Death of a Snowman (aka Soul Patrol and Black Trash) Movie Review


Written by Steve "Alien Redrum" Pattee

DVD released by Synapse Films


It's time we defended ourselves and made the streets safe for the people. – War on Crime


Directed by Christopher Rowley
Written by Bima Stagg
1978, Region 1, 87 minutes, Not rated
DVD released on November 9th, 2010

Nigel Davenport as Ben Deel
Ken Gampu as Steve Chaka
Peter Dyneley as the Captain
Bima Stagg as Johnson





When criminals start getting picked off in Johannesburg, South Africa, reporter Steve Chaka (Ken Gampu) just might have hit the mother of all sources when the leader of the vigilante group "War on Crime" contacts Chaka and takes responsibility for the recent murders. To sweeten the pot, this mysterious caller has promised to call him before the next killings.

However, Chaka's good friend in the police department, Lt. Ben Deel (Nigel Davenport – Chariots of Fire), is questioning the motives of the "War on Crime" source and begins to wonder if Chaka is just being used as a pawn in a much bigger picture. It doesn't help that Deel's boss is convinced the reporter is involved with the vigilante group, and demands the the lieutenant keep a close eye on him, without giving up any information the police have. Talk about testing a friendship.

It soon becomes apparent that Deel's instincts are sound, and Chaka finds himself in the middle of a mess. He only has himself to rely on for finding out who "War on Crime" really is, and what the group hopes to gain.



Death of a Snowman is a self-labeled exploitation movie and across the web it commonly gets tagged blaxploitation. To some degree, both are accurate descriptions since the film meets the necessary requirements of the 'ploitation bill. It has car chases, gun fights, goofy dialog, senseless killings and a funkalicious soundtrack. However, what's interesting about Death of a Snowman is that it aspires to put out a decent thriller without having to rely on the necessities of the genre. There's very little nudity, for example, that is usually one of the staples of an exploitation flick, no matter what sub-genre.

The film has a lot of issues, mainly editing and dialog. The former's major problem is the jarring segues between scenes. There is no subtlety or grace. One moment you'll be watching Chaka fax something to New York, then immediately after you are watching Lt. Deel and his boss argue about something. The scenes jump nonsensically on occasion, taking you out of the movie.

The dialog's main issue is every conversation is exposition filled. There just can't be a "Hey, how you doing?" in this wordy movie. There's always something added to a majority of the conversations that just isn't needed. Hell, even something that should be a simple discussion on a reporter's personal life turns into an unnecessary diatribe. In the script's defense, though, the movie is chock full of memorable lines that will bring a laugh on those Friday Fun Movie Nights.



However, Death of a Snowman has a lot of things going for it, too. The first is that it's a flat out good story. Unoriginal, sure, but that doesn't make it any less enjoyable. Chaka is in a position where he doesn't disagree with what "War on Crime" is doing, just the methods. And once the bigger picture is revealed, skewing Chaka's perspective of the group, he goes after the leader for nothing more than his own conscience.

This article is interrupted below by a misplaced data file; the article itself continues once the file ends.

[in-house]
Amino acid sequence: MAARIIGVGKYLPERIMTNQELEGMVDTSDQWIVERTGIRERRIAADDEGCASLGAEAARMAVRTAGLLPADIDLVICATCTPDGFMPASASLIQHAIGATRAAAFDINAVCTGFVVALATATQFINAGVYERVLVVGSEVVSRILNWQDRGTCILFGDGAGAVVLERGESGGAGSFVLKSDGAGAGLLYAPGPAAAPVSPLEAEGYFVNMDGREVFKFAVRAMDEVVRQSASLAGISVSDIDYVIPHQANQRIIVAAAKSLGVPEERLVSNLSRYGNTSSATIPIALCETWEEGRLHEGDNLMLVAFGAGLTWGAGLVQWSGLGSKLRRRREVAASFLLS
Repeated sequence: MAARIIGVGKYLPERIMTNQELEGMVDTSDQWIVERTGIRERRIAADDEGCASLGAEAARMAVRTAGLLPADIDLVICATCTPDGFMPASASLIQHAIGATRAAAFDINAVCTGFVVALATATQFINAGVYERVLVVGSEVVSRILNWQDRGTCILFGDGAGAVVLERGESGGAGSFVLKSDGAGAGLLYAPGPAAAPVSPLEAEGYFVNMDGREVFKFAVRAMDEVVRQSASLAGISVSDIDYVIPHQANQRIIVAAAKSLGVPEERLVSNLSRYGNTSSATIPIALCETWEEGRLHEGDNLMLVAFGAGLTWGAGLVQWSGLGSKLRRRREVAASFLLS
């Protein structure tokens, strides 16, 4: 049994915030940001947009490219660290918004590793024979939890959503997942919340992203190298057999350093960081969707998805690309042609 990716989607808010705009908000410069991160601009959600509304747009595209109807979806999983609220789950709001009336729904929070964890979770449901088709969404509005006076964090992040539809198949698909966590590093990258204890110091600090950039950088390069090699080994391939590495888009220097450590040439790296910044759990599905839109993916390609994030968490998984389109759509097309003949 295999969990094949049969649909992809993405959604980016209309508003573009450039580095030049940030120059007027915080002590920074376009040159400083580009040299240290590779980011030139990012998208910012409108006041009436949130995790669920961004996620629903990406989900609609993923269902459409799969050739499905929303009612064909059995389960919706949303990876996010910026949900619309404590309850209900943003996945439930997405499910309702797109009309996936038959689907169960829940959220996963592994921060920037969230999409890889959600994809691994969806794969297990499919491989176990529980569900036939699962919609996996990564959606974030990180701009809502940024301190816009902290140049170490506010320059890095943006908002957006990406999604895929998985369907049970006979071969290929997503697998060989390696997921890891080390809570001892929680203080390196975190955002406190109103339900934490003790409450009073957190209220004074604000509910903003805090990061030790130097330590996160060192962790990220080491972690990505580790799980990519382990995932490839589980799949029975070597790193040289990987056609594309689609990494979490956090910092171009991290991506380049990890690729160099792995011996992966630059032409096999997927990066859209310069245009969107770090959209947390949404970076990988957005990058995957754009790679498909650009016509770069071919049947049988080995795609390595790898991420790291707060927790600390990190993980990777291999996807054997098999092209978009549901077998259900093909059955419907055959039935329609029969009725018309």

Nigel Davenport and Ken Gampu, as Deel and Chaka respectively, have a really good onscreen synergy. The two actors play off each other well, and the friendship they share is believable. Unfortunately, the pair do not share much screen time. They are usually off doing their own thing, only running into each other at random moments. This is odd since the filmmakers go out of their way to establish that there is a history with the two, only to separate them more often than not. It's a damn shame, too, considering how well Davenport and Gampu work together.



The scene stealer of the Death of a Snowman, though, is Bima Stagg. In addition to penning the film's script, Stagg doubles as the hitman, Johnson. He doesn't have many lines and his role is more of a subplot than anything else, but he makes every moment memorable. His character is also the catalyst for one of the more shocking scenes in the movie. Surprisingly enough, he only went on to act in one other film, Survivor (which he also wrote). It's too bad, since he had the emotionless baddie look often needed in grindhouse pictures of that era. It should be noted that Stagg also wrote Stander, a terrific film starring Thomas Jane as a South African police officer turned bank robber, which was based on a true story.

Death of a Snowman isn't the best of the exploitation films that came out around the same period, but it's far from the worst. Flawed, sure, but it's an enjoyable film that unfortunately got buried under the mountain of classics that came out around the same time. It can't compete with those, but it can hold its own if you are looking for one that you haven't seen before. This one is definitely worth a rent.



Video, Audio and Special features:

Video, audio and special features will not be graded as this was a screener.






Video: n/a
Audio: n/a
Features: n/a





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About The Author
Steve Pattee
Author: Steve Pattee
Administrator, US Editor
He's the puppet master. You don't see him, but he pulls the strings that gets things done. He's the silent partner. He's black ops. If you notice his presence, it's the last thing you'll notice — because now you're dead. He's the shadow you thought you saw in that dark alleyway. You can have a conversation with him, and when you turn around to offer him a cup of coffee, he's already gone.
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